At the entrance of the glomeruli of the kidney, there are certain sets of specialized cells that encircle the arterioles which secrete an enzyme called Renin into the blood. Renin secreting cells composing of juxtaglomerular apparatus are sensitive to change in blood pressure. When the blood flow to the kidneys reduce the secretion of renin is high. This may lead from loss of sodium and water or by narrowing of the renal artery. During this process renin acts as a catalyst in the formation of a plasma protein called angiotensinogen into a decapeptide (consisting of 10 amino acids) called as Angiotensin I. Another enzyme in the serum converts this decapeptide enzyme into an octapeptide enzyme called Angiotensin II that stimulates the secretion of Aldosterone that in turn stimulates salt and water reabsorption by the kidneys and also constricts the small arteries. ACE inhibitors which block the formation of Angiotensin II are used for the treatment of high blood pressure.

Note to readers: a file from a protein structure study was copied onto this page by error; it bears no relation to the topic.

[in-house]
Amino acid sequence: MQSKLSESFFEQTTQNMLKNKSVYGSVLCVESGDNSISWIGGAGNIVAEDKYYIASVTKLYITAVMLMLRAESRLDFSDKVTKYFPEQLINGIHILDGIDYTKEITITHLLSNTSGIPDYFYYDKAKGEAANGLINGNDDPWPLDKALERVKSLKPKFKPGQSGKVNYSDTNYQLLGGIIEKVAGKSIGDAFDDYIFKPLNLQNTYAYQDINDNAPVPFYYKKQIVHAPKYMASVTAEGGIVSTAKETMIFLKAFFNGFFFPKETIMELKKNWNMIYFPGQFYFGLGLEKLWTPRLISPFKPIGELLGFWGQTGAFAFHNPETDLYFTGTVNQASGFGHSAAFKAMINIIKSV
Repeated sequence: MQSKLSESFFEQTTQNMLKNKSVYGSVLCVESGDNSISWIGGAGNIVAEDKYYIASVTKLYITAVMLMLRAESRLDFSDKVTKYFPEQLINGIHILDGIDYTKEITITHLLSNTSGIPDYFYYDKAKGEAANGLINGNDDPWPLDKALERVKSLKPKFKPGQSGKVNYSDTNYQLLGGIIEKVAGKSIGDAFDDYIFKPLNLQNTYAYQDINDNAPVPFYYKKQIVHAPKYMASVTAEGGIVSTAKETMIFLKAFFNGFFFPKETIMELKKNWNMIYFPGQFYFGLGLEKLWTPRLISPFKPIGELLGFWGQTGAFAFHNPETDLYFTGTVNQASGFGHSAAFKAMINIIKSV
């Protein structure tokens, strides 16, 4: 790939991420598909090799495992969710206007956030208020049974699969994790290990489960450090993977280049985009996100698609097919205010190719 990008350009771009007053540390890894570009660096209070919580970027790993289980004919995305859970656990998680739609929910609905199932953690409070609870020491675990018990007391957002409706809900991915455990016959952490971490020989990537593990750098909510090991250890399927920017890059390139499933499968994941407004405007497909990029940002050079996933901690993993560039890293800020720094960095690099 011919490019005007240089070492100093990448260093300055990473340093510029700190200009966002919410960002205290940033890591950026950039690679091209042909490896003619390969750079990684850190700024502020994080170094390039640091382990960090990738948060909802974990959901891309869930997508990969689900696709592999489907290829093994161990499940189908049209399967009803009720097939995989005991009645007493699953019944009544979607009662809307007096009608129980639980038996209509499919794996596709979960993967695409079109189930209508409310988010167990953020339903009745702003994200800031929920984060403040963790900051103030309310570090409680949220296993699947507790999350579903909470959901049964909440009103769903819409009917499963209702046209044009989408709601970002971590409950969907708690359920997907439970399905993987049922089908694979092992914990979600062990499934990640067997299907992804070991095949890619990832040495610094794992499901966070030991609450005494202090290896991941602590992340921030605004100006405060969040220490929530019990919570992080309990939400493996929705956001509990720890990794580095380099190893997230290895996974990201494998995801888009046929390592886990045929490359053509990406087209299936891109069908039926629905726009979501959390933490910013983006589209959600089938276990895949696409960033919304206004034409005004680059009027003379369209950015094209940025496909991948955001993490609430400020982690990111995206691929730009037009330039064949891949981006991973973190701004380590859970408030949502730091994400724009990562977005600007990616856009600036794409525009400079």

- Track 1-1 Activation
- Track 2-2 Cardiovascular Effects
- Track 3-3 Local Renin-angiotensin System
- Track 4-4 Fetal Renin-angiotensin System
- Track 5-5 Clinical Significance